Photo by Felix Remter.

“Uno . . . Uno . . . ” Mariana’s voice announces mosquito release points as the van makes its way through Medellín’s neighborhoods. At every “uno,” Jairo uncovers the netting from a container of Wolbachia-infected Aedes aegypti mosquitoes and sticks his arm out of a window in the side of the van. He taps the container against the window ridge, encouraging any stragglers to take flight. We get a brief glimpse of the little cloud of mosquitoes suddenly let loose into the heat of Medellín before the van turns the next corner. Next to me, Leonardo swings an electric tennis racket to protect us from any mosquitoes that have escaped. Each victim’s death is signaled by a sharp crack and sizzle, accompanied by the smell of burnt wings.

Why release more mosquitoes? They kill millions of people every year and spread an array of debilitating diseases. With a dearth of treatment options, global health interventions commonly opt for a preventative approach that frames the mosquito as the enemy to combat—traditionally through the use of insecticides, as well as physically destroying mosquito breeding sites. Yet a different biopolitics of managing mosquitoes is being promoted by the World Mosquito Program (WMP), one that forwards the notion of coexisting with the mosquito. Indeed, across the world this Australian project is releasing Aedes aegypti mosquitoes infected with a strain of Wolbachia bacteria that significantly reduces the insect’s ability to transmit dengue, Zika, and chikungunya. Reproducing with their wild counterparts ensures the transmission of the bacteria to the mosquito’s offspring, resulting in the gradual and self-sustaining replacement of a dangerous vector with a biologically altered mosquito rendered “flying public health tool” (Beisel and Boëte 2013).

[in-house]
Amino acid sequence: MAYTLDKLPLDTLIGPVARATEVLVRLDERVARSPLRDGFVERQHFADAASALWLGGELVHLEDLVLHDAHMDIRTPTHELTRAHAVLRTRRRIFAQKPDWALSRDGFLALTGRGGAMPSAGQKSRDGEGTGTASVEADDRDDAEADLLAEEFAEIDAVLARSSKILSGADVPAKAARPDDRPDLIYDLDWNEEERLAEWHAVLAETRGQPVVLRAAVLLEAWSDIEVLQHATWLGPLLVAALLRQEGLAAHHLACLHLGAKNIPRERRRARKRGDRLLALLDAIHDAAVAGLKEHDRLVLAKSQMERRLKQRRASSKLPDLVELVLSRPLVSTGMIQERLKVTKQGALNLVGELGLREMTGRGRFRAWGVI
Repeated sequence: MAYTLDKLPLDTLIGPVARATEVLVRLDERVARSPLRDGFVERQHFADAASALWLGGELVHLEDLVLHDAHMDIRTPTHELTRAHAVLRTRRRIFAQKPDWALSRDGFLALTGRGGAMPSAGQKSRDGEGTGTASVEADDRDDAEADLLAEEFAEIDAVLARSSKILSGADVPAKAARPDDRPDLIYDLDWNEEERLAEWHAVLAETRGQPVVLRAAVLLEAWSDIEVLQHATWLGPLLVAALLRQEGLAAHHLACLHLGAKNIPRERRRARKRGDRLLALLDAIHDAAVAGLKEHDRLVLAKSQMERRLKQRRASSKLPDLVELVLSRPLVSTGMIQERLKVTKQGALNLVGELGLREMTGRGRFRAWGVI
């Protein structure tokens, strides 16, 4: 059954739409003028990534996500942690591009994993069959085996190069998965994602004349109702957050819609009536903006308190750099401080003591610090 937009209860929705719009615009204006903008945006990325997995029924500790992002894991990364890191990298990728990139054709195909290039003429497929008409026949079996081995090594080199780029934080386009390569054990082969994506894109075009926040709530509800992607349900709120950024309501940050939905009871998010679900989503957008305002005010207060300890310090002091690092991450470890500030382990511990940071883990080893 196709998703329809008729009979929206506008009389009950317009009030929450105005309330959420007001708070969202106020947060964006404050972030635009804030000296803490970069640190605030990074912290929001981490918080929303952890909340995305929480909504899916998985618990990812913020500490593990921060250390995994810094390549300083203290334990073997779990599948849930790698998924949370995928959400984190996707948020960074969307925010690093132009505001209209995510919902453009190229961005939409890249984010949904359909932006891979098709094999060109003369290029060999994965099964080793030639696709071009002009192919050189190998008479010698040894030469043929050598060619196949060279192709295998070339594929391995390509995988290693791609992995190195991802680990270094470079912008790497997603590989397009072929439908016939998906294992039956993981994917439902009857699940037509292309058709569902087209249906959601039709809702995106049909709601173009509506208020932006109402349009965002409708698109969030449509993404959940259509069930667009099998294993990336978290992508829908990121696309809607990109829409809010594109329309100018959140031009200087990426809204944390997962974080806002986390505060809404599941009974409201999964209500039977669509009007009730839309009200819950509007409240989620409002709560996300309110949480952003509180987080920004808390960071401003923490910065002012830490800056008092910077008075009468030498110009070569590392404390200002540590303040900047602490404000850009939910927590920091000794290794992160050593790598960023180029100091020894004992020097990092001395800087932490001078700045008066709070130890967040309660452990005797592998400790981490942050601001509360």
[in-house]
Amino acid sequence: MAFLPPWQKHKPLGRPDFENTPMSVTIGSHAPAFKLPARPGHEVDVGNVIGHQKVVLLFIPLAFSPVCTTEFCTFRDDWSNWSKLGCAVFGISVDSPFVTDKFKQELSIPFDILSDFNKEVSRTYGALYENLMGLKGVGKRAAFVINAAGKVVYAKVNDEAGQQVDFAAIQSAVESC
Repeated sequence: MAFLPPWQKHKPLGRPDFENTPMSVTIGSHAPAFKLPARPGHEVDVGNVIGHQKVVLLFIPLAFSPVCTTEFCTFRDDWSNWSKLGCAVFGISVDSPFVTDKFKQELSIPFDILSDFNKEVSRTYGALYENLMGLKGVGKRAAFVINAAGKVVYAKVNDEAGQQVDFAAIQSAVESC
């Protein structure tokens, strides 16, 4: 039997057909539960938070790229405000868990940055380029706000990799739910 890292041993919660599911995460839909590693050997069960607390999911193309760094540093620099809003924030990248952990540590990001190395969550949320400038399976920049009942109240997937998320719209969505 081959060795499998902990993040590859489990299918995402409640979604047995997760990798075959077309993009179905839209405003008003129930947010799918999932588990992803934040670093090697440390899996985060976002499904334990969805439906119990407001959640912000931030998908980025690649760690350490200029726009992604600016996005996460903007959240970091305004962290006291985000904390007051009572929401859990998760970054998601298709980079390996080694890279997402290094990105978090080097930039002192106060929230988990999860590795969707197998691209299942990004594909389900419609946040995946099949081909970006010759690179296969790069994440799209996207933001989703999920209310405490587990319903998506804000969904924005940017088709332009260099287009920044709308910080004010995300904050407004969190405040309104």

In Colombia, the WMP is intervening in Medellín, turning the city into an urban laboratory in which emerging landscapes of responsibility and care must be negotiated. For the WMP, caring for the human population involves caring for and with the mosquito as public health ally. Yet multispecies care in this particular case is challenging. Living with mosquitoes involves shifting from killing the mosquito-enemy to caring with the bacteria-infected “healthy” mosquito. The success of the WMP is premised on a reconfiguration of multispecies relations and requires labor and active engagement—from both the project workers and Medellín’s residents. However, coexisting with a mosquito reveals the ambivalences and complexities of multispecies care.